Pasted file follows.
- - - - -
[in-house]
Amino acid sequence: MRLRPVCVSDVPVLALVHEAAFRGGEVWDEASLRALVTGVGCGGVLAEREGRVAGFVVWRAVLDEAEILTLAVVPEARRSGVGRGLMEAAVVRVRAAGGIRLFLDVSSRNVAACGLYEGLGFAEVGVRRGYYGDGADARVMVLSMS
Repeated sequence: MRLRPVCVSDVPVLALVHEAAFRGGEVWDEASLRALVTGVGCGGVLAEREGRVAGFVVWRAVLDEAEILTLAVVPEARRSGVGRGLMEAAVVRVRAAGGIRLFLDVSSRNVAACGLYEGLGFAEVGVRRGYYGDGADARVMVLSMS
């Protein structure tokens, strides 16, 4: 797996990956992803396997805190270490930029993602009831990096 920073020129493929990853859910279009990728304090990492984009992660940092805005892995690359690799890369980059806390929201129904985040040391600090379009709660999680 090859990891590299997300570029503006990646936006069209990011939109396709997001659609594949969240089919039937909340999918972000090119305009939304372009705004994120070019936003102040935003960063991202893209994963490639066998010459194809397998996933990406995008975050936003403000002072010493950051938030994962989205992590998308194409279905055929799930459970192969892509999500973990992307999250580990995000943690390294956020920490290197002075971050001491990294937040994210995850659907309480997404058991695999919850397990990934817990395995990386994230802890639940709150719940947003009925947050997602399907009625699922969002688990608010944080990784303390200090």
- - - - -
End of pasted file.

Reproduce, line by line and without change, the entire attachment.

[in-house]
Amino acid sequence: MRLRPVCVSDVPVLALVHEAAFRGGEVWDEASLRALVTGVGCGGVLAEREGRVAGFVVWRAVLDEAEILTLAVVPEARRSGVGRGLMEAAVVRVRAAGGIRLFLDVSSRNVAACGLYEGLGFAEVGVRRGYYGDGADARVMVLSMS
Repeated sequence: MRLRPVCVSDVPVLALVHEAAFRGGEVWDEASLRALVTGVGCGGVLAEREGRVAGFVVWRAVLDEAEILTLAVVPEARRSGVGRGLMEAAVVRVRAAGGIRLFLDVSSRNVAACGLYEGLGFAEVGVRRGYYGDGADARVMVLSMS
């Protein structure tokens, strides 16, 4: 797996990956992803396997805190270490930029993602009831990096 920073020129493929990853859910279009990728304090990492984009992660940092805005892995690359690799890369980059806390929201129904985040040391600090379009709660999680 090859990891590299997300570029503006990646936006069209990011939109396709997001659609594949969240089919039937909340999918972000090119305009939304372009705004994120070019936003102040935003960063991202893209994963490639066998010459194809397998996933990406995008975050936003403000002072010493950051938030994962989205992590998308194409279905055929799930459970192969892509999500973990992307999250580990995000943690390294956020920490290197002075971050001491990294937040994210995850659907309480997404058991695999919850397990990934817990395995990386994230802890639940709150719940947003009925947050997602399907009625699922969002688990608010944080990784303390200090």